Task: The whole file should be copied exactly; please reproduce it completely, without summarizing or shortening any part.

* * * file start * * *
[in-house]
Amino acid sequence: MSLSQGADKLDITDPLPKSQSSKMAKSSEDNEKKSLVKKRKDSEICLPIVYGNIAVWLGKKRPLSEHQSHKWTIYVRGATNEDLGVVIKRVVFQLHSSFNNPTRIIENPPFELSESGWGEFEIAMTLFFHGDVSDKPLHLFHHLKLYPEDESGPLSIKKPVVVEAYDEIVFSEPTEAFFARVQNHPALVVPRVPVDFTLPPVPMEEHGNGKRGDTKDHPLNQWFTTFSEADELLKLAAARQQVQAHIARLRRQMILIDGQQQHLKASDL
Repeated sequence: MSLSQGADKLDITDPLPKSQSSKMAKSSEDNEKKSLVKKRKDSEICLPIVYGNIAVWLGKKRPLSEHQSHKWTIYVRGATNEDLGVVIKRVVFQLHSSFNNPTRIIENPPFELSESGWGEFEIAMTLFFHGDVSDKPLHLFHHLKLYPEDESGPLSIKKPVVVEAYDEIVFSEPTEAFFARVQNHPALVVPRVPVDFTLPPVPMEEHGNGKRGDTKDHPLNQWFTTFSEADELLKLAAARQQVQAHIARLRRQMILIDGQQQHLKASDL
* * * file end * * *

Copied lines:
[in-house]
Amino acid sequence: MSLSQGADKLDITDPLPKSQSSKMAKSSEDNEKKSLVKKRKDSEICLPIVYGNIAVWLGKKRPLSEHQSHKWTIYVRGATNEDLGVVIKRVVFQLHSSFNNPTRIIENPPFELSESGWGEFEIAMTLFFHGDVSDKPLHLFHHLKLYPEDESGPLSIKKPVVVEAYDEIVFSEPTEAFFARVQNHPALVVPRVPVDFTLPPVPMEEHGNGKRGDTKDHPLNQWFTTFSEADELLKLAAARQQVQAHIARLRRQMILIDGQQQHLKASDL
Repeated sequence: MSLSQGADKLDITDPLPKSQSSKMAKSSEDNEKKSLVKKRKDSEICLPIVYGNIAVWLGKKRPLSEHQSHKWTIYVRGATNEDLGVVIKRVVFQLHSSFNNPTRIIENPPFELSESGWGEFEIAMTLFFHGDVSDKPLHLFHHLKLYPEDESGPLSIKKPVVVEAYDEIVFSEPTEAFFARVQNHPALVVPRVPVDFTLPPVPMEEHGNGKRGDTKDHPLNQWFTTFSEADELLKLAAARQQVQAHIARLRRQMILIDGQQQHLKASDL